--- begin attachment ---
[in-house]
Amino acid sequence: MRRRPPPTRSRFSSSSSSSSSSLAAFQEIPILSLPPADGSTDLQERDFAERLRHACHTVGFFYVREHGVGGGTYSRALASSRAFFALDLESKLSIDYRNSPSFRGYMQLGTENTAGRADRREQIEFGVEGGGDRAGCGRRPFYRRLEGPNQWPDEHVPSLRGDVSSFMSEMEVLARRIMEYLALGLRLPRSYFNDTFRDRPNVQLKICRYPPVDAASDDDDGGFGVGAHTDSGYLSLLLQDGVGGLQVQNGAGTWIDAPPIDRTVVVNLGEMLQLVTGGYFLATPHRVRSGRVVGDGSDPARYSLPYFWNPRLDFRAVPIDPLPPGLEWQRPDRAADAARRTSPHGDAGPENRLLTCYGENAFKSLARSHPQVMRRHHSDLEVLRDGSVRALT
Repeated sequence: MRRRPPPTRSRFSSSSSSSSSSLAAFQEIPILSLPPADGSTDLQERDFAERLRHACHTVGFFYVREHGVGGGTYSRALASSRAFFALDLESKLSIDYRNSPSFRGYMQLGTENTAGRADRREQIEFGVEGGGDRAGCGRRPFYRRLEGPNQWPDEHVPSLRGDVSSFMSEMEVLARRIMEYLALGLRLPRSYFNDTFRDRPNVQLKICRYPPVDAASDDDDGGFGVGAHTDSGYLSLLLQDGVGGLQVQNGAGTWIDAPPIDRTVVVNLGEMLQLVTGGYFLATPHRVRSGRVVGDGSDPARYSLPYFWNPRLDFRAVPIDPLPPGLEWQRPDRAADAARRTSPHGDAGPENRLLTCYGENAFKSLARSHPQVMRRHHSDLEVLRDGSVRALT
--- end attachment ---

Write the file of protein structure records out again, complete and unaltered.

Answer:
[in-house]
Amino acid sequence: MRRRPPPTRSRFSSSSSSSSSSLAAFQEIPILSLPPADGSTDLQERDFAERLRHACHTVGFFYVREHGVGGGTYSRALASSRAFFALDLESKLSIDYRNSPSFRGYMQLGTENTAGRADRREQIEFGVEGGGDRAGCGRRPFYRRLEGPNQWPDEHVPSLRGDVSSFMSEMEVLARRIMEYLALGLRLPRSYFNDTFRDRPNVQLKICRYPPVDAASDDDDGGFGVGAHTDSGYLSLLLQDGVGGLQVQNGAGTWIDAPPIDRTVVVNLGEMLQLVTGGYFLATPHRVRSGRVVGDGSDPARYSLPYFWNPRLDFRAVPIDPLPPGLEWQRPDRAADAARRTSPHGDAGPENRLLTCYGENAFKSLARSHPQVMRRHHSDLEVLRDGSVRALT
Repeated sequence: MRRRPPPTRSRFSSSSSSSSSSLAAFQEIPILSLPPADGSTDLQERDFAERLRHACHTVGFFYVREHGVGGGTYSRALASSRAFFALDLESKLSIDYRNSPSFRGYMQLGTENTAGRADRREQIEFGVEGGGDRAGCGRRPFYRRLEGPNQWPDEHVPSLRGDVSSFMSEMEVLARRIMEYLALGLRLPRSYFNDTFRDRPNVQLKICRYPPVDAASDDDDGGFGVGAHTDSGYLSLLLQDGVGGLQVQNGAGTWIDAPPIDRTVVVNLGEMLQLVTGGYFLATPHRVRSGRVVGDGSDPARYSLPYFWNPRLDFRAVPIDPLPPGLEWQRPDRAADAARRTSPHGDAGPENRLLTCYGENAFKSLARSHPQVMRRHHSDLEVLRDGSVRALT